Most of us will have seen advertisements for cruises and hotels featuring a clientele of “still young” retired people dancing the night away, golfing or enjoying some fine dining while the sommelier hovers nearby with the wine.
But as encouraging as this idyllic picture may be, the reality for many may be rather different once the years start to take their toll.
In 25 years’ time, there will be a 28 per cent rise in the pensioner population in Scotland.
We can’t say we weren’t told.
While we always knew there would be an increase, we now have numbers to work with.
These will allow us to plan and put in place what our senior citizens require – from suitable housing and well-staffed care homes to health services tailored to their needs and a wide range of support services.
We also need to increase the opportunities for the elderly to stay in their own homes when they need support. Not only is the cost of such care far less than residential care, we also know a 28 per cent rise means there will be nowhere near enough care home places available.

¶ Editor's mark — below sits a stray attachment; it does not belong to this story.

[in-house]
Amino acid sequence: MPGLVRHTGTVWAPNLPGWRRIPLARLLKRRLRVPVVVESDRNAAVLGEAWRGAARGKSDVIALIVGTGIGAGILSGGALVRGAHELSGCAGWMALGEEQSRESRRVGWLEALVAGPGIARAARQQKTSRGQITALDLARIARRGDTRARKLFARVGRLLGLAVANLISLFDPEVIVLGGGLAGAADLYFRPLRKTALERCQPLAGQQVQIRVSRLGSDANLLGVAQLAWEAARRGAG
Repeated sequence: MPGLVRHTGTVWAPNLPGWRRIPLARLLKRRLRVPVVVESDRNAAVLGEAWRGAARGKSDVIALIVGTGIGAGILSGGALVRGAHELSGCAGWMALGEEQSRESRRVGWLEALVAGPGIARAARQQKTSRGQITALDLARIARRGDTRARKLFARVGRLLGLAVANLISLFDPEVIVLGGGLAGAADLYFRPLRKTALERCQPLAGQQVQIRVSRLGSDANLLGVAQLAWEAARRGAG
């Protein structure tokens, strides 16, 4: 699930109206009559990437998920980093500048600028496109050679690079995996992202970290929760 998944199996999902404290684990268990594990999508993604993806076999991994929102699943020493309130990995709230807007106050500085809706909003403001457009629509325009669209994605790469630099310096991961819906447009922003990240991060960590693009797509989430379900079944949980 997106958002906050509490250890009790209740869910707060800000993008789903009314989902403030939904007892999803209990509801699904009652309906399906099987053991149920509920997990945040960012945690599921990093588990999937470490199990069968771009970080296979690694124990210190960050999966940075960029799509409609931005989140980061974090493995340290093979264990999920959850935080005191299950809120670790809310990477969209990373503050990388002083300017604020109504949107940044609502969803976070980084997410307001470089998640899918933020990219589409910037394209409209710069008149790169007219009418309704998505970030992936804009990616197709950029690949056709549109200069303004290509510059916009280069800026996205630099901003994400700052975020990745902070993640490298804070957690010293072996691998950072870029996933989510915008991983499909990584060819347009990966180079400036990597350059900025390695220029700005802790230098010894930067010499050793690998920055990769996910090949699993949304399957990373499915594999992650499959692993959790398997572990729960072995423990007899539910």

Worryingly, we heard last week from Audit Scotland there has been a failure to plan for the long-term future of the NHS in Scotland, and there could be a shortfall of 5,000 nurses in just five years’ time.
Combined with a surge in pensioners, that will put a huge strain on services. Clearly, planning will be key if this time bomb is to be successfully defused.
But even if a shake of the magic money tree proved fruitful, and the financial resource required to equip us for this demographic change landed at our feet, there is another issue which is key to surviving this shift: immigration.
We know the NHS is struggling to recruit nurses, and external labour is essential if we are to have the numbers of staff and the expertise to carry out the increased workload. Immigrants will also help to grow the economy, and increase the taxation that will be required to foot the bill that’s coming.
In which case, Brexit presents as big a challenge as any factor as we face a future with an ageing population.
Whether open or managed, Scotland needs immigration to address the challenges ahead, because the evidence suggests we cannot do this alone. If the necessary workforce cannot be put in place, the time bomb will eventually explode.